An NPR member station
Play Live Radio
Next Up:
0:00 0:00
Available On Air Stations

A Journalist Bears Witness To Mugabe's Massacre

Zimbabwean President Robert Mugabe stands at his 2008 inauguration ceremony at the statehouse in Harare.
Tsvangirayi Mukwazhi
Zimbabwean President Robert Mugabe stands at his 2008 inauguration ceremony at the statehouse in Harare.

When journalist Peter Godwin snuck into his native Zimbabwe after President Robert Mugabe lost a 2008 election, he writes, he expected "to dance on Robert Mugabe's political grave."

But that was before Mugabe — the then 84-year-old leader of Zimbabwe — refused to give up power. And it was before Mugabe insisted on a runoff election between himself and the leading opposition candidate, Morgan Tsvangirai, and then unleashed armed supporters on anyone affiliated with the opposition party, called the MDC. Dubbed "Operation Let Us Finish Them Off," Mugabe's campaign tortured tens of thousands of Zimbabweans and killed hundreds more.

Godwin secretly stayed in Zimbabwe, visiting opposition leaders, white farmers whose land had been confiscated by Mugabe, and villages that had been burned beyond recognition. He details his time on the ground bearing witness to Mugabe's torture — and remembers his own childhood in the African nation — in The Fear: Robert Mugabe and the Martyrdom of Zimbabwe. The title, he writes, comes from the word chidudu — meaning fear — which Zimbabweans used to describe Mugabe's torture campaign to intimidate those who voted against him.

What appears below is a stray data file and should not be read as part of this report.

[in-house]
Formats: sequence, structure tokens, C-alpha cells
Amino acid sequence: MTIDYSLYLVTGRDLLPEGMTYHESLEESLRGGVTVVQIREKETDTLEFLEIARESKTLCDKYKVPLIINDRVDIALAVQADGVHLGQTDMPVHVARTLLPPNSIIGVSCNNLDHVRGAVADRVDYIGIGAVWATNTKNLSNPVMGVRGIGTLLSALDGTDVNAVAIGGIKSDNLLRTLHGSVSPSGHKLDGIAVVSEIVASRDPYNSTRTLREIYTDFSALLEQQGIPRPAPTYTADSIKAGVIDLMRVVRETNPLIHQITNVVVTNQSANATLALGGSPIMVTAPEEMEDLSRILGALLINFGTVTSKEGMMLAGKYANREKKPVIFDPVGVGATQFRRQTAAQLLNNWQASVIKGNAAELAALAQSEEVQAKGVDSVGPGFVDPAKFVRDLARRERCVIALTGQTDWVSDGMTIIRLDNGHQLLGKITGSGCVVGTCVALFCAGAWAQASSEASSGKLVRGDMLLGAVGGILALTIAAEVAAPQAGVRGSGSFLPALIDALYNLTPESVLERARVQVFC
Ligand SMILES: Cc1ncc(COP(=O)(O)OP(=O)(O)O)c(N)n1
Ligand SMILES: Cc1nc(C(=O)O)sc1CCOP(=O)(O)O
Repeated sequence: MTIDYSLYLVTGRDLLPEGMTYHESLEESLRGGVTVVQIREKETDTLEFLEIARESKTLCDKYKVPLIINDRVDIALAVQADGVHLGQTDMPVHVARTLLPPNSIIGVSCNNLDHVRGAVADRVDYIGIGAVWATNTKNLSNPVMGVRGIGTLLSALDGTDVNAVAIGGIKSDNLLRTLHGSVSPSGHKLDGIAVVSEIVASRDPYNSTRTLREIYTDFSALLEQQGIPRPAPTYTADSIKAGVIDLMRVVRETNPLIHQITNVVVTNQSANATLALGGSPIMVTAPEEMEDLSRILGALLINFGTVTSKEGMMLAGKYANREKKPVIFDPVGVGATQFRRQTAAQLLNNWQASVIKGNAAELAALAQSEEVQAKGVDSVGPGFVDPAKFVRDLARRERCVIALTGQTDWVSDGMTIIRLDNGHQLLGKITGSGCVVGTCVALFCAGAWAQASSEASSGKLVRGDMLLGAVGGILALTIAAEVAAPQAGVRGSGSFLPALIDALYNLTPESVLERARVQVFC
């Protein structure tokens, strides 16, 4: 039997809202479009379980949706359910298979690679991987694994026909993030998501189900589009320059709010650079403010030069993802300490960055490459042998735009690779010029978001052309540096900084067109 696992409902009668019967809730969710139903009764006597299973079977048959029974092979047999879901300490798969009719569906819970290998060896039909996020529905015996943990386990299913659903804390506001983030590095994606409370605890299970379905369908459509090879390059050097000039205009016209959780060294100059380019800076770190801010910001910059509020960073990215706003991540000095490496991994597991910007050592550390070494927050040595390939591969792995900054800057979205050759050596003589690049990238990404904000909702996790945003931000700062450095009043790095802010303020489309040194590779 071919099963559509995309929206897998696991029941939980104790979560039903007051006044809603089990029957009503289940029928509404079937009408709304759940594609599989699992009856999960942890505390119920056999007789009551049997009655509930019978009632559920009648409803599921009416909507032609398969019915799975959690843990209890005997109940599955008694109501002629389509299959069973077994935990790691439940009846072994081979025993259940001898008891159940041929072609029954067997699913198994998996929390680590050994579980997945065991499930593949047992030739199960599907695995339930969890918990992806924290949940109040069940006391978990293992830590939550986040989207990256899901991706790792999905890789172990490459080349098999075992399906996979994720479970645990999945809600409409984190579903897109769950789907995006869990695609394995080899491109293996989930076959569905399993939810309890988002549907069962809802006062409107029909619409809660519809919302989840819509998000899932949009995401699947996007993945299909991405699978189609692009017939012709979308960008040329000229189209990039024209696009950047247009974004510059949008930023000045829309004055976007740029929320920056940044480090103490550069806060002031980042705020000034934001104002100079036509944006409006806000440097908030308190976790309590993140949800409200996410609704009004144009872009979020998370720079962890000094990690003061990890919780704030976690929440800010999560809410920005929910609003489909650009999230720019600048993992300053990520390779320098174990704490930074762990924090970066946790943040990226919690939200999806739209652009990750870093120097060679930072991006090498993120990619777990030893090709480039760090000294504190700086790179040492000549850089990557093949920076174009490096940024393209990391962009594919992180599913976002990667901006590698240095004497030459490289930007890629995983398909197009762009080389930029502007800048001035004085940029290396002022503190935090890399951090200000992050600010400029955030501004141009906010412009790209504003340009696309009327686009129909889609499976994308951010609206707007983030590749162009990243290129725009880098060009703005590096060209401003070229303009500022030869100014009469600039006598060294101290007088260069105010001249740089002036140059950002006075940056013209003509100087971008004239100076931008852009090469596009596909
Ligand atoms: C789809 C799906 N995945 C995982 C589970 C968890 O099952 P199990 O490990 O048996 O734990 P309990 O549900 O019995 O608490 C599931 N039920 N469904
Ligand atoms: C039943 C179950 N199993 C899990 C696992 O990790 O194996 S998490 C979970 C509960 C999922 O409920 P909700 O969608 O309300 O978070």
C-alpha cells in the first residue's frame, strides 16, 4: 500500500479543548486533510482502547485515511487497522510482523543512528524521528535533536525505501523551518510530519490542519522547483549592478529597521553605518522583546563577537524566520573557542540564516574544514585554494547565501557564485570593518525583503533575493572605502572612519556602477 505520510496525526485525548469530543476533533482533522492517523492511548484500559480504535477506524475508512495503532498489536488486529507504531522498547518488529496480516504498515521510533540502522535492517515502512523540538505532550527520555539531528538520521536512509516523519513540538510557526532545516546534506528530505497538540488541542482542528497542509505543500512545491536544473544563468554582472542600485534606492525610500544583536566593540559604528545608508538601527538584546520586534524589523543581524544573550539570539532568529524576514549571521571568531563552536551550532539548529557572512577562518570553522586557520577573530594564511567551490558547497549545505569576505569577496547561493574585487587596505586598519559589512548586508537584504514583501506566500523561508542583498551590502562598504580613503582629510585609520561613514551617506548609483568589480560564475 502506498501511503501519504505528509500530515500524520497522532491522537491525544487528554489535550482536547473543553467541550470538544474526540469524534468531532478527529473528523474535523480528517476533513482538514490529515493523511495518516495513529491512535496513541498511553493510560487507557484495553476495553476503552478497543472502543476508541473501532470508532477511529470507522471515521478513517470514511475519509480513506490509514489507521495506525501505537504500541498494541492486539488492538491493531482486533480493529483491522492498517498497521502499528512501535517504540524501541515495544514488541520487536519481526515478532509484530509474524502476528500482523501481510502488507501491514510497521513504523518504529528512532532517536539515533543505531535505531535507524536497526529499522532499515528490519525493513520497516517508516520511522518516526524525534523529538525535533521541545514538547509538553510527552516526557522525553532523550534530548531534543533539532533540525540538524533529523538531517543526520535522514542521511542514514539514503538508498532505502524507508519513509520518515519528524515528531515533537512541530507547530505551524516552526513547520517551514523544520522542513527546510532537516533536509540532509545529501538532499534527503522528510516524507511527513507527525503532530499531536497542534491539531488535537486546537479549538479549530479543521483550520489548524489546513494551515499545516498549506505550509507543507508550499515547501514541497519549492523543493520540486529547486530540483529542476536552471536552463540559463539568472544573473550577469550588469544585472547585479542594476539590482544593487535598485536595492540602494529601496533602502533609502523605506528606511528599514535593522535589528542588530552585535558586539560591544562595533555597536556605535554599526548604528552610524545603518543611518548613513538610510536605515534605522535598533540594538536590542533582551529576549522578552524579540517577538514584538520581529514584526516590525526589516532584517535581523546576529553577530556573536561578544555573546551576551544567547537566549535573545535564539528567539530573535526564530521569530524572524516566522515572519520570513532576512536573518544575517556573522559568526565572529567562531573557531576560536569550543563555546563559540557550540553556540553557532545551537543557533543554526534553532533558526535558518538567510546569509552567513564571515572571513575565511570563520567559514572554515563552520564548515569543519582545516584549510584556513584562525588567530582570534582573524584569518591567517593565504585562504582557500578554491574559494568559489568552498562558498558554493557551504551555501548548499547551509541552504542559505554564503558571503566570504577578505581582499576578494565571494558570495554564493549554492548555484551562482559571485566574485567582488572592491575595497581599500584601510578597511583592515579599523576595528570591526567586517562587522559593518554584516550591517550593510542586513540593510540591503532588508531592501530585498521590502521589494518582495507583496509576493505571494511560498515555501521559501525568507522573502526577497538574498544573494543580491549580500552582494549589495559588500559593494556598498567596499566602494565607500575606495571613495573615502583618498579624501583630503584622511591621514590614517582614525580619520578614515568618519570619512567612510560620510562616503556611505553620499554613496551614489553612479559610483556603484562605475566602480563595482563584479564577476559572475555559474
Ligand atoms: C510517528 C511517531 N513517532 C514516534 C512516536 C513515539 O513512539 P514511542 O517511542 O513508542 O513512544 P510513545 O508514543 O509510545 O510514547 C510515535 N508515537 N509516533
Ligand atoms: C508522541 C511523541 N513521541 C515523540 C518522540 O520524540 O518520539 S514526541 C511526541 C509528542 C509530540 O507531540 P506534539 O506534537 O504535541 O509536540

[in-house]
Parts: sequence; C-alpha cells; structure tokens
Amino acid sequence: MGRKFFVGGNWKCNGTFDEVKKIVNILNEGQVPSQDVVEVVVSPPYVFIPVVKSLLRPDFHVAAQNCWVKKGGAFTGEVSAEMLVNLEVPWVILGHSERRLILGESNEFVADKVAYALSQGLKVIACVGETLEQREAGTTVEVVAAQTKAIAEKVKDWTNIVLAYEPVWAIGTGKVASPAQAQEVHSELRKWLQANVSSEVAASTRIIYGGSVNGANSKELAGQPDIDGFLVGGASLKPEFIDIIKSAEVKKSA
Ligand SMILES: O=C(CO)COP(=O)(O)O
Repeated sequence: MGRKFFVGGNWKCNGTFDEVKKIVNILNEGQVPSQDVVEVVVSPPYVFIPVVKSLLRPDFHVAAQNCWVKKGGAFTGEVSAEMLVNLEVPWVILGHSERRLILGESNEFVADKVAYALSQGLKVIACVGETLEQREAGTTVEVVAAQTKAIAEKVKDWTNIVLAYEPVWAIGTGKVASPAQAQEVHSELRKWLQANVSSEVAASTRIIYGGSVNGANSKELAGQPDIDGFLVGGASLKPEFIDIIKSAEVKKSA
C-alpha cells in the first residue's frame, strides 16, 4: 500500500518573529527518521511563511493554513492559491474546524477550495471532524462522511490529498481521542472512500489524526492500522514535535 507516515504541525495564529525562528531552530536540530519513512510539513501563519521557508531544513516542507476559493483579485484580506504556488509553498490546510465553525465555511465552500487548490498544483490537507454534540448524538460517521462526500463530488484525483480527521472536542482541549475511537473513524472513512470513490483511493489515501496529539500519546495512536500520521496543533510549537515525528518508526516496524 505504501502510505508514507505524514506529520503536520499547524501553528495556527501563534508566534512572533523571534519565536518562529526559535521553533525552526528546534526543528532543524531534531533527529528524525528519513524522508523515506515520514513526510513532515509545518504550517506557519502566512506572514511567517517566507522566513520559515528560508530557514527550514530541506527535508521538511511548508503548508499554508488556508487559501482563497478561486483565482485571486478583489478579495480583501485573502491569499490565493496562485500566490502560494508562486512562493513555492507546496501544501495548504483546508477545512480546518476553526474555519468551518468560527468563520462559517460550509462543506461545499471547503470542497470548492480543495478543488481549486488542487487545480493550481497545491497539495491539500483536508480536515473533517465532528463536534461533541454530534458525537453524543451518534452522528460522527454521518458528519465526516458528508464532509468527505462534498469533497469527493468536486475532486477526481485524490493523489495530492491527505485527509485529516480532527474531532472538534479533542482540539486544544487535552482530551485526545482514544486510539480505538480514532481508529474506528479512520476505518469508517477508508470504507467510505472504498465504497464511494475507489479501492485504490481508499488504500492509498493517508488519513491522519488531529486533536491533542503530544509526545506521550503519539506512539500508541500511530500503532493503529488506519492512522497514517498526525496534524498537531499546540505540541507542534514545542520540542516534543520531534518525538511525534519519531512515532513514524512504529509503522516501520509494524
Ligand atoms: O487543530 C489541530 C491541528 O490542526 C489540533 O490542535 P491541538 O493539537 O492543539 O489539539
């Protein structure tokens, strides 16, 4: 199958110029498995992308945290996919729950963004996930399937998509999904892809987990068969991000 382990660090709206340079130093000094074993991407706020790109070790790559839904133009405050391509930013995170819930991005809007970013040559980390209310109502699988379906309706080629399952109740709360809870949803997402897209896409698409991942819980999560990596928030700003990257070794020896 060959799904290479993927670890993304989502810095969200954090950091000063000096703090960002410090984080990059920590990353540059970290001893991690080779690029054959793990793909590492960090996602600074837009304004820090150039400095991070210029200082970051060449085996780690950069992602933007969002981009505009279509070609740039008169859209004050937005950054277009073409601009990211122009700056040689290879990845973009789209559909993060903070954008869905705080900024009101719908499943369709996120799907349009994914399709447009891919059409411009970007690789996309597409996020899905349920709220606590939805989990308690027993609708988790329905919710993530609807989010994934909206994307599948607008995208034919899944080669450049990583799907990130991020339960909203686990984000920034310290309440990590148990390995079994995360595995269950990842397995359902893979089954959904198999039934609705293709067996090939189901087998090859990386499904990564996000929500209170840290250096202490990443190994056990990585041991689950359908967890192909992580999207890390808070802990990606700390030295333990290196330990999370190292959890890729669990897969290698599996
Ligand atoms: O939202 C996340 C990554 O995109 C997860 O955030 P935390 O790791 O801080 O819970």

"They tortured tens of thousands of people," Godwin tells Fresh Air's Terry Gross. But interestingly, they didn't kill thousands of people. They killed hundreds of people, but they tortured vast numbers of people. And then they released them back to their communities so they acted like human billboards — they were advertisements for what happens if you oppose the regime."

Godwin also visited hospitals where ward after ward and floor after floor housed torture victims with defensive wounds, mainly from staving off machete or ax attacks.

"It got to the stage where, when I was interviewing [the victims,] I knew what they were going to say next because I had spoken to so many others," he says. "It was such a pattern. It was literally like a torture factory."

Godwin says he hopes his reporting helps the story of the Zimbabwean massacres reach a wider audience.

"By banning Western journalists and by generally making it very hard to report and making [Zimbabwe] very hard to access, Mugabe had managed to smother the story," he says. "The story of these atrocities and this human rights abuse is not nearly well-enough known as it should be. ... And I think that the stories that these people tell ... I found utterly inspirational, and I felt ashamed in a way for not doing more."

Interview Highlights

On why Zimbabwe was ranked last in the international survey "What country is rated as having the unhappiest people on Earth?"